The Yankees' lineup in the Monday opener against the Red Sox will include Chris Stewart at catcher and Eduardo Nunez, not Derek Jeter, at shortstop. Jeter joins Mark Teixeira, Alex Rodriguez and Curtis Granderson to give Cashman $80.5 million worth of players on the sidelines. That's more than the payroll of the Royals and eight other teams (Rodriguez alone makes more than the Astros' 25-man roster, which checks in at $24.3 million).
One scenario making the rounds this week has the Yankees pursuing Andre Ethier from the Dodgers as a long-term replacement for Granderson, who isn't expected to be re-signed. Ethier, in the first year of a five-year, $85-million deal, joins Carl Crawford in blocking Cuban sensation Yasiel Puig, who will open the year in Double A after going to Los Angeles for the Freeway Series.
Time to figure it out: The Tigers' lack of an established closer was one of the major stories of the spring, with the volume getting cranked up when Bruce Rondon was sent to the minors. Manager Jim Leyland threw out the dreaded term "closer by committee,'' but the Detroit Free Press' John Lowe was not among the alarmists.
Lowe points how the closers for the three National League division champs in 2012 had a total of five career saves before last season. The Nationals got 32 saves from set-up man Tyler Clippard after Drew Storen underwent elbow surgery; the Reds got 38 saves, including 27 conversions in a row in one stretch, from Aroldis Chapman after Ryan Madson was sidelined in spring training and the Giants got 21 saves by midseason from Santiago Casilla, then turned to Sergio Romo as the replacement for Brian Wilson.
Does Leyland have guys like Clippard, Chapman, Casilla and Romo on his opening day roster?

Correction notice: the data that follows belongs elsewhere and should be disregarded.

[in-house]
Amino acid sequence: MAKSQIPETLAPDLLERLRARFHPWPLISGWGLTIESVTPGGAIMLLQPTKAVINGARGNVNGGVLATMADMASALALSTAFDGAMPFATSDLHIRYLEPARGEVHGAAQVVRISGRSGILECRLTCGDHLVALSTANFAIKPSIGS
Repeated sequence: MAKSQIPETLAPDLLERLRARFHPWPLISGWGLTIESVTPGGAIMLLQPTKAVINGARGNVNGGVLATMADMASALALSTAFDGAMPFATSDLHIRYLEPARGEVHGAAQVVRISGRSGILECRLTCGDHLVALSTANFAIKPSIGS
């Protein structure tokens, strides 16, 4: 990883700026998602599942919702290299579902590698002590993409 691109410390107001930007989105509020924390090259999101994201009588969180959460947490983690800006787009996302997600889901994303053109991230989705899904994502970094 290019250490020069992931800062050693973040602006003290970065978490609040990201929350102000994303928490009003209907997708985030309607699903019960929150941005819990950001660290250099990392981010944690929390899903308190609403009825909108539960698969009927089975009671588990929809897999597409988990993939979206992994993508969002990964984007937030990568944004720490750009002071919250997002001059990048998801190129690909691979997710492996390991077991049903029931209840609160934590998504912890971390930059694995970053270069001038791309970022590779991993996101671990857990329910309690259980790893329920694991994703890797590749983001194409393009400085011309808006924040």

"Look for anything, because that's the way it's going to be,'' he said. "This is going to be tough. It'll be a second-guesser's delight.''
Don't be surprised if Rondon is the closer in the second-half of the season.
"We got something special," Leyland said. "(He's) not quite ready yet to close games at the major league level."
Proceed with caution: The Phillies have $64.5 million invested in the idea of winning behind Cole Hamels, Cliff Lee and Roy Halladay this season but Halladay was throwing batting practice all spring, including in his final tuneup. He gave up eight hits in 41/3 innings against the Blue Jays on Thursday, and in the outing before that Jays' minor leaguers banged him around.
Velocity has been an issue all spring, with his fastball parking in the high 80s. Yet Halladay insists that physically he feels as good as he has in "probably five years.'' Scouts see the 36-year-old regressing quickly, as his 4.49 ERA last season suggested.
Halladay expects to prove them wrong.
"It's not a boxing match,'' he said about pitching. "It's not strength vs. strength. It's a chess match. It's a competition of the mind and execution and being smarter and being more prepared."
Hands off: The Cubs and other rebuilding teams may have a harder time getting over the top than they had planned. Teams are now signing elite players to longer extensions than ever, which will hurt the supply of players in future free-agent classes.
The $180- and $167-million deals for Justin Verlander and Buster Posey, respectively, on Friday came on the heels of nine-figure extensions for Felix Hernandez, David Wright and Evan Longoria, with the Cardinals' Adam Wainwright settling for $97.5 million.
It was stunning when the Tigers signed Miguel Cabrera to a $152.3-million contract in 2008. But since then Dave Dombrowski has locked up Prince Fielder, Verlander and Anibal Sanchez to mega-contracts, giving Detroit a foursome signed for $626.3 million over 29 combined seasons. Al Kaline's head must be spinning.